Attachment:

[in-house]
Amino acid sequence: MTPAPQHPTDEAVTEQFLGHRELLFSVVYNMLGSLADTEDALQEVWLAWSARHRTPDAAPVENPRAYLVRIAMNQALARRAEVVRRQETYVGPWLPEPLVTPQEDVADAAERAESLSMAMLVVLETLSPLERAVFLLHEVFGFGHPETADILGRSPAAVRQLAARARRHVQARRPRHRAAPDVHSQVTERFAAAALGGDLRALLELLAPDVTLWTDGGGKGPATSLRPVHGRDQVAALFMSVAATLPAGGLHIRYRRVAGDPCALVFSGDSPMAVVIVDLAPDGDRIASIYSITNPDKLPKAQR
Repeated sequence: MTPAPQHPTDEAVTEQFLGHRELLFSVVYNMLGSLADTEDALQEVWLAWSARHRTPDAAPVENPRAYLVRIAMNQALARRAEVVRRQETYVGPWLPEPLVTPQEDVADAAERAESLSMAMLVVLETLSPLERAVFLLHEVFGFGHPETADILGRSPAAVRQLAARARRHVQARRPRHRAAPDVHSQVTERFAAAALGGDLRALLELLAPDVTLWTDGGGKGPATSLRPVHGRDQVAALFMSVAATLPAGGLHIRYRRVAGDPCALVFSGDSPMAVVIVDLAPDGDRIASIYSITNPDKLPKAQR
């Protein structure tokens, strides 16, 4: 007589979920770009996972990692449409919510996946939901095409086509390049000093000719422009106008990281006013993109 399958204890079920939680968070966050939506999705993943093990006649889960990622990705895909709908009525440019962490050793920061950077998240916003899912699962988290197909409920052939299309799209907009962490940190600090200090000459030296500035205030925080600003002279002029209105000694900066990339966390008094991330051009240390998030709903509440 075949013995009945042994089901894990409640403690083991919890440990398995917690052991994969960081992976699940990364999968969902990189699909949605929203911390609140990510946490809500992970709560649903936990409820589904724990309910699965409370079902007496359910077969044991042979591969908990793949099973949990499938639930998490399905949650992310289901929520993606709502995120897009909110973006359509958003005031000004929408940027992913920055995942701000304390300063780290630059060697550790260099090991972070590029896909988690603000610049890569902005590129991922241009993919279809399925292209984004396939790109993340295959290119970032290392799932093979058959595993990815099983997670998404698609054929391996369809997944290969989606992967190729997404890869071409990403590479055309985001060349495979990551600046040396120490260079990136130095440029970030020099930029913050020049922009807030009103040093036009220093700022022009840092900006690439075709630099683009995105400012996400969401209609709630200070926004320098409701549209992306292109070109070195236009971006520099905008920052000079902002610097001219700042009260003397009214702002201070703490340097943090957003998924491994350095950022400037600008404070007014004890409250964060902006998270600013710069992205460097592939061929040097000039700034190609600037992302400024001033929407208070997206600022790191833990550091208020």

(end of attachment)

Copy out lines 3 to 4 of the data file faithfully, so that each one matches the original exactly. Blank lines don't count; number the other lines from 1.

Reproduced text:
Repeated sequence: MTPAPQHPTDEAVTEQFLGHRELLFSVVYNMLGSLADTEDALQEVWLAWSARHRTPDAAPVENPRAYLVRIAMNQALARRAEVVRRQETYVGPWLPEPLVTPQEDVADAAERAESLSMAMLVVLETLSPLERAVFLLHEVFGFGHPETADILGRSPAAVRQLAARARRHVQARRPRHRAAPDVHSQVTERFAAAALGGDLRALLELLAPDVTLWTDGGGKGPATSLRPVHGRDQVAALFMSVAATLPAGGLHIRYRRVAGDPCALVFSGDSPMAVVIVDLAPDGDRIASIYSITNPDKLPKAQR
């Protein structure tokens, strides 16, 4: 007589979920770009996972990692449409919510996946939901095409086509390049000093000719422009106008990281006013993109 399958204890079920939680968070966050939506999705993943093990006649889960990622990705895909709908009525440019962490050793920061950077998240916003899912699962988290197909409920052939299309799209907009962490940190600090200090000459030296500035205030925080600003002279002029209105000694900066990339966390008094991330051009240390998030709903509440 075949013995009945042994089901894990409640403690083991919890440990398995917690052991994969960081992976699940990364999968969902990189699909949605929203911390609140990510946490809500992970709560649903936990409820589904724990309910699965409370079902007496359910077969044991042979591969908990793949099973949990499938639930998490399905949650992310289901929520993606709502995120897009909110973006359509958003005031000004929408940027992913920055995942701000304390300063780290630059060697550790260099090991972070590029896909988690603000610049890569902005590129991922241009993919279809399925292209984004396939790109993340295959290119970032290392799932093979058959595993990815099983997670998404698609054929391996369809997944290969989606992967190729997404890869071409990403590479055309985001060349495979990551600046040396120490260079990136130095440029970030020099930029913050020049922009807030009103040093036009220093700022022009840092900006690439075709630099683009995105400012996400969401209609709630200070926004320098409701549209992306292109070109070195236009971006520099905008920052000079902002610097001219700042009260003397009214702002201070703490340097943090957003998924491994350095950022400037600008404070007014004890409250964060902006998270600013710069992205460097592939061929040097000039700034190609600037992302400024001033929407208070997206600022790191833990550091208020």